Linked by Thom Holwerda on Tue 19th Jun 2007 10:29 UTC, submitted by binarycrusader
Oracle and SUN Simon Phipps of Sun has responded to the recent criticism of Sun's openness, pointing out that even releasing information that they may already have costs a lot of money. "Jonathan asked me to look into this, to ensure we're pursuing an open path across all of Sun, not simply the software group. We take all input seriously, and we can't solve all problems for all parties, but we're committed to doing our best to faithfully engage with all the communities we serve, in the same spirit as the existing Open Source Ombudsman Scheme. With the support of my team and others in the community I'll try to build a new scheme that is fair and transparent."
Permalink for comment 249015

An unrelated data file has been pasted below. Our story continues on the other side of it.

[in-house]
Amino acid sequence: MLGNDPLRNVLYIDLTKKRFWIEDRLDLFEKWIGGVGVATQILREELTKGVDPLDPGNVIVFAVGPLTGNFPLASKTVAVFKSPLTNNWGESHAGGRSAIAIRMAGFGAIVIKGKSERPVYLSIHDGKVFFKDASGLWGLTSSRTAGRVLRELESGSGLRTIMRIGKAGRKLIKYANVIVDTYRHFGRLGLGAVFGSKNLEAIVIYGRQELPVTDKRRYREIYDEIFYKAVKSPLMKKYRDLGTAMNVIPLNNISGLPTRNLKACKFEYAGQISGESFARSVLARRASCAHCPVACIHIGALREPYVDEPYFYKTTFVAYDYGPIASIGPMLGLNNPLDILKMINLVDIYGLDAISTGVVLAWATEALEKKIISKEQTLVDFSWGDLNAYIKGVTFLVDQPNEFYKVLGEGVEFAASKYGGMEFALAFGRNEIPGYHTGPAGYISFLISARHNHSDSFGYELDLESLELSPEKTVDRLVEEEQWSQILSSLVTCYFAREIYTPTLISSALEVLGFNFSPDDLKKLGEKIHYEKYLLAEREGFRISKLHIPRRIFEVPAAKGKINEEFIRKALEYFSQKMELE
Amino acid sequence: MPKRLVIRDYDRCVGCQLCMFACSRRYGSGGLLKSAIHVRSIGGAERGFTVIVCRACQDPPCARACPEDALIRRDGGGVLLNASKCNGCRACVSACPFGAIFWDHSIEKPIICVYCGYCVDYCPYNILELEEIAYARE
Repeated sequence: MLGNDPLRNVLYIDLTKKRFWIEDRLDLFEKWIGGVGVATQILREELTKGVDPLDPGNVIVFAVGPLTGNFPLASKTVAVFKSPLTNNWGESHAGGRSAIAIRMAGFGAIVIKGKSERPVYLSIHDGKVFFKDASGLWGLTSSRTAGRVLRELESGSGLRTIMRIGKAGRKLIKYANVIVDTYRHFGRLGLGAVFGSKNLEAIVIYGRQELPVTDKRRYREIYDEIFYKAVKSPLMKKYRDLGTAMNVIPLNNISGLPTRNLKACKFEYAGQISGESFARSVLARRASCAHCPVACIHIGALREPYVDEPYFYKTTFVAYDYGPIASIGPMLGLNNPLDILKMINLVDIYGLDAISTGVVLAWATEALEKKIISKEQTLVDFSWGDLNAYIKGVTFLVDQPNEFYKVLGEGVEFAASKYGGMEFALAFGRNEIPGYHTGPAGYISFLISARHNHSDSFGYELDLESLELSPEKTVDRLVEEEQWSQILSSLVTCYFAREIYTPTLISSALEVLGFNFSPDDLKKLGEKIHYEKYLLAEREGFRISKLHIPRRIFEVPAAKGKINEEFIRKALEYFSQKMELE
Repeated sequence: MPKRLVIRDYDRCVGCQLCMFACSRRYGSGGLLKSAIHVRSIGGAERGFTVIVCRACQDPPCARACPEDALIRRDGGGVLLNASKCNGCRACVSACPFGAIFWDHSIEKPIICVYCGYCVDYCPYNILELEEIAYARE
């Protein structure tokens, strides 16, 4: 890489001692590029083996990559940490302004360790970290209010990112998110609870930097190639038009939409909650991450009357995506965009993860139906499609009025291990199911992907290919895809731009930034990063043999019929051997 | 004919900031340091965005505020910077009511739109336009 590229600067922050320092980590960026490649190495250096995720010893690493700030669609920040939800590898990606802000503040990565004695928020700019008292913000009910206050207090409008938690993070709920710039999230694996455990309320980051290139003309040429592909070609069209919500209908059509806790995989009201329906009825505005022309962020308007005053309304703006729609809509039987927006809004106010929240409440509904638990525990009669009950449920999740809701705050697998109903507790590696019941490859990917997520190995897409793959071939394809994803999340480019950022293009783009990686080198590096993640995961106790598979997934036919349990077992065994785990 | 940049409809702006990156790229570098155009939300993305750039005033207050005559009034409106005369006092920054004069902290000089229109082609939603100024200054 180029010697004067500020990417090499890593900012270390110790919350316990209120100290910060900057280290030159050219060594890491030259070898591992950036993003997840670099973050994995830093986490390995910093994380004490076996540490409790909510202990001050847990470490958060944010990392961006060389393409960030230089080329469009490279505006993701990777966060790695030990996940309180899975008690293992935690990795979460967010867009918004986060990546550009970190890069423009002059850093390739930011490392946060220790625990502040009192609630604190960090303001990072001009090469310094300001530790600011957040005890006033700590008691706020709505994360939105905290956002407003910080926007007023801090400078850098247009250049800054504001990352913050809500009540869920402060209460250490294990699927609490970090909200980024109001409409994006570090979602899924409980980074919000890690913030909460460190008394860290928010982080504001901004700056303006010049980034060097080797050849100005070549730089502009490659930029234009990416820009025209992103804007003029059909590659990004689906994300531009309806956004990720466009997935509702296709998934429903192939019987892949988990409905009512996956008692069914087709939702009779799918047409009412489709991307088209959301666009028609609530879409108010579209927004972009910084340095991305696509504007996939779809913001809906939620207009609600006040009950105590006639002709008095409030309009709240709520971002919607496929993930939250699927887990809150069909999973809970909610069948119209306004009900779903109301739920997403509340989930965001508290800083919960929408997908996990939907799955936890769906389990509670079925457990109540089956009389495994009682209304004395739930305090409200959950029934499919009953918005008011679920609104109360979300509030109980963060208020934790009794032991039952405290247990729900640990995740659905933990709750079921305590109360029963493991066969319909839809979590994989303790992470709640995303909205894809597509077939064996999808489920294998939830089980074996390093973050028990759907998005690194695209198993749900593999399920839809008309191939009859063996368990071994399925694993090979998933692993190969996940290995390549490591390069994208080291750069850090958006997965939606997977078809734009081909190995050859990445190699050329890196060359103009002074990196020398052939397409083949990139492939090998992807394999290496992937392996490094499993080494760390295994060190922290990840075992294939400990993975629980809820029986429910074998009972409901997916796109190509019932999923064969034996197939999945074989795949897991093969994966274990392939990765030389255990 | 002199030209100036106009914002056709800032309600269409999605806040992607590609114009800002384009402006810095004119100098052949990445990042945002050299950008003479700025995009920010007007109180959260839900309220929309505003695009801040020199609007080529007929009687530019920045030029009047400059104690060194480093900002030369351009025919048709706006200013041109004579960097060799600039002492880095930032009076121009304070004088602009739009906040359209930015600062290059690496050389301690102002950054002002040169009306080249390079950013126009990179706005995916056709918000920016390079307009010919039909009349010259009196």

To read all comments associated with this story, please click here.
RE[4]: What is openness?
by phoehne on Tue 19th Jun 2007 19:48 UTC in reply to "RE[3]: What is openness?"
Member since:

Actually, you gave a product that performed poorly at 5 times the cost. That's a strawman. What happens when the product is just as good at a 3% premium? What happens when the part is even cheaper but at 95% perofmance? I don't want them to open source for a religious reason - read my original comment. I want them to open it up because it's more appealing to customers. In particular it's more appealing to this customer. I like ZFS and I like MDB/DTrace - great selling points - but not if the long run option is a 75% open kernel. In the short run, that's fine, as they make their transition, but I think it will actually be in their shareholders best interest, in the long run, to do what customers want.

Reply Parent Score: 3